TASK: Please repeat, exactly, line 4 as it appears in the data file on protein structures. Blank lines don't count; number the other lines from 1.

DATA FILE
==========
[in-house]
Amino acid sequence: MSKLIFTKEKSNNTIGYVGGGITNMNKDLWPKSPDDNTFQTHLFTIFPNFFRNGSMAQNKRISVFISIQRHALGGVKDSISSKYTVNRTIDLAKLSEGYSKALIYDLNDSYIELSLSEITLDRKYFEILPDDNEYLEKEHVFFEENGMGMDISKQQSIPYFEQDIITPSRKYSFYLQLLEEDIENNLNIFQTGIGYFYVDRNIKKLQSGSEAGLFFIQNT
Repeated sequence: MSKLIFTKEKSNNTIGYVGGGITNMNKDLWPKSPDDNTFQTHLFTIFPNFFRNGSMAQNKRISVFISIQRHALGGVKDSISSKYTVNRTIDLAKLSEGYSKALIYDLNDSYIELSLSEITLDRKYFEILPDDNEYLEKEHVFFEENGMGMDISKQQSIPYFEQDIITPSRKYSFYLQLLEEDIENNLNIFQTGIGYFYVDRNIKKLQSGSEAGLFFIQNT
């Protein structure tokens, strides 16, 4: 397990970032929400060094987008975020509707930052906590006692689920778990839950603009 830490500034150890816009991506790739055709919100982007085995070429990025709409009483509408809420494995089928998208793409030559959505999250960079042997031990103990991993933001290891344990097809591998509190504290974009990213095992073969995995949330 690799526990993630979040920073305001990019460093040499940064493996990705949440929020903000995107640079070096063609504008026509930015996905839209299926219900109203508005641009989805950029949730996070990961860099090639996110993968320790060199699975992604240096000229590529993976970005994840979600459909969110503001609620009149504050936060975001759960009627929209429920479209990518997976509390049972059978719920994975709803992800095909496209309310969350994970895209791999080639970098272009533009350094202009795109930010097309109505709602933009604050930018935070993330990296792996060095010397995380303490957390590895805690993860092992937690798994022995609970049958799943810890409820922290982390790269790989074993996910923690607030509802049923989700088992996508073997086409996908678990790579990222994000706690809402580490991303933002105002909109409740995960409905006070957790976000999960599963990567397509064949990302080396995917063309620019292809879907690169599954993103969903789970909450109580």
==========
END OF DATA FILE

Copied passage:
């Protein structure tokens, strides 16, 4: 397990970032929400060094987008975020509707930052906590006692689920778990839950603009 830490500034150890816009991506790739055709919100982007085995070429990025709409009483509408809420494995089928998208793409030559959505999250960079042997031990103990991993933001290891344990097809591998509190504290974009990213095992073969995995949330 690799526990993630979040920073305001990019460093040499940064493996990705949440929020903000995107640079070096063609504008026509930015996905839209299926219900109203508005641009989805950029949730996070990961860099090639996110993968320790060199699975992604240096000229590529993976970005994840979600459909969110503001609620009149504050936060975001759960009627929209429920479209990518997976509390049972059978719920994975709803992800095909496209309310969350994970895209791999080639970098272009533009350094202009795109930010097309109505709602933009604050930018935070993330990296792996060095010397995380303490957390590895805690993860092992937690798994022995609970049958799943810890409820922290982390790269790989074993996910923690607030509802049923989700088992996508073997086409996908678990790579990222994000706690809402580490991303933002105002909109409740995960409905006070957790976000999960599963990567397509064949990302080396995917063309620019292809879907690169599954993103969903789970909450109580």